Freight wagon tires

Published by: David Sneed, Wheels That Won The West® Archives, LLC
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Last week we shared some details related to thelegendary 20 Mule Team freight wagons. These freighters are as big as the terrain they traveled and, because oftheir legendary status, may often be perceived as typical of large westernfreighters.  I say ‘perceived’ becausefreight wagons differed in many respects.

For instance, the Borax wagons have tire widths of 8inches.  That’s huge and far fromtypical.  The reasons for the size gobeyond the weight being hauled and also take into account the softer desertterrain.  Several years ago, I wrote anarticle about the wheel sizes of early chuck wagons and the factors that helpdetermine the tire widths on these and other wagons. Click here for more details.  
The sheer amount of early catalogs and literature inthe Wheels That Won The West® collection gives us an advantage in researchingthese types of questions.  In fact,during one of our recent presentations, we took 8 of the most dominant and wellknown wagon makers and profiled their standard freight wagon offerings duringthe 15 year timeframe between 1875 and 1889. Without exception, from Peter Schuttler, Mitchell, LaBelle, and Bain tothe Studebaker, Jackson, Weber, and Fish Bros. brands, the hauling capacitieswere less affected by tire size and more related to the skein size and type aswell as the axle design and geography of the region (sandy, rocky, etc.)  In fact, one of the most common carryingcapacities of period freight wagons (often referred to as 60 hundred pounds - 3tons) was regularly listed within period catalogs with 2 inch tires.  Four and five ton capacities were equallywell known with tires measuring only 2 ½ inches in width.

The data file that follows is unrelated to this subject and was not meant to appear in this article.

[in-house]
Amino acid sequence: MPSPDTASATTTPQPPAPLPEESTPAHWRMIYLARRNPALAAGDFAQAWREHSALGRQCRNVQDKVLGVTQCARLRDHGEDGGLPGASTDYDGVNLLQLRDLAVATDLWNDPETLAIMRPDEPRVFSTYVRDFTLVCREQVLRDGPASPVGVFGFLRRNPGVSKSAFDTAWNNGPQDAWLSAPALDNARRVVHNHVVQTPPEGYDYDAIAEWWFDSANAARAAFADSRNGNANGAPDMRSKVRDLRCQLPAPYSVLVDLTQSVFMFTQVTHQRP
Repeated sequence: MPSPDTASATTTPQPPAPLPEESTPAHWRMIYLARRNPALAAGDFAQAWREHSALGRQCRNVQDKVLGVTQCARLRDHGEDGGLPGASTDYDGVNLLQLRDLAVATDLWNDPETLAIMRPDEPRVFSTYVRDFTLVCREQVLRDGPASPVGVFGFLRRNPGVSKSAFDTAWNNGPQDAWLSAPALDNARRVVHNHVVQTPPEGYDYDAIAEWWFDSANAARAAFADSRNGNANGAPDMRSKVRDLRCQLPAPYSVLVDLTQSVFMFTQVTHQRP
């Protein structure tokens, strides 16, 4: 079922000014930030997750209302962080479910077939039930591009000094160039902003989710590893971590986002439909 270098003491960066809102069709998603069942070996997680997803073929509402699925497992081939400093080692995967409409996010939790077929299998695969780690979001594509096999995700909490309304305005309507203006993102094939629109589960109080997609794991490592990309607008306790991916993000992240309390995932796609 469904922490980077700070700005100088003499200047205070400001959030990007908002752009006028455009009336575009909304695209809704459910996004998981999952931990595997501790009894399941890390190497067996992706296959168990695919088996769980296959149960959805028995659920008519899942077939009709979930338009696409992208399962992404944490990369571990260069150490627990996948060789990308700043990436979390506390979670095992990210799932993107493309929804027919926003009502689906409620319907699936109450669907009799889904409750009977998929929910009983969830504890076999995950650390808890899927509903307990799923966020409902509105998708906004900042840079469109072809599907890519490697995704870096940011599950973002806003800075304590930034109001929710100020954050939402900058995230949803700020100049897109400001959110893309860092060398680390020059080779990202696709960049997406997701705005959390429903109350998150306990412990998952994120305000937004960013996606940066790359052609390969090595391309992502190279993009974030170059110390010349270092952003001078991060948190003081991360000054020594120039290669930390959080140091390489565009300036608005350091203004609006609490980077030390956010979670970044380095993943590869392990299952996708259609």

I’ve often said that these wagons talk.  Looking closely at the individualconstruction features of specific wagons can tell you a lot about thevehicle.  It’s another reason that no twovehicles are exactly the same and learning to notice those variations can makeall the difference in “hearing” what a set of wheels is saying.  From the design of the box to the size of thetires and everything in between, nothing is insignificant when it comes tounderstanding the way life rolled in the early days of the American West.
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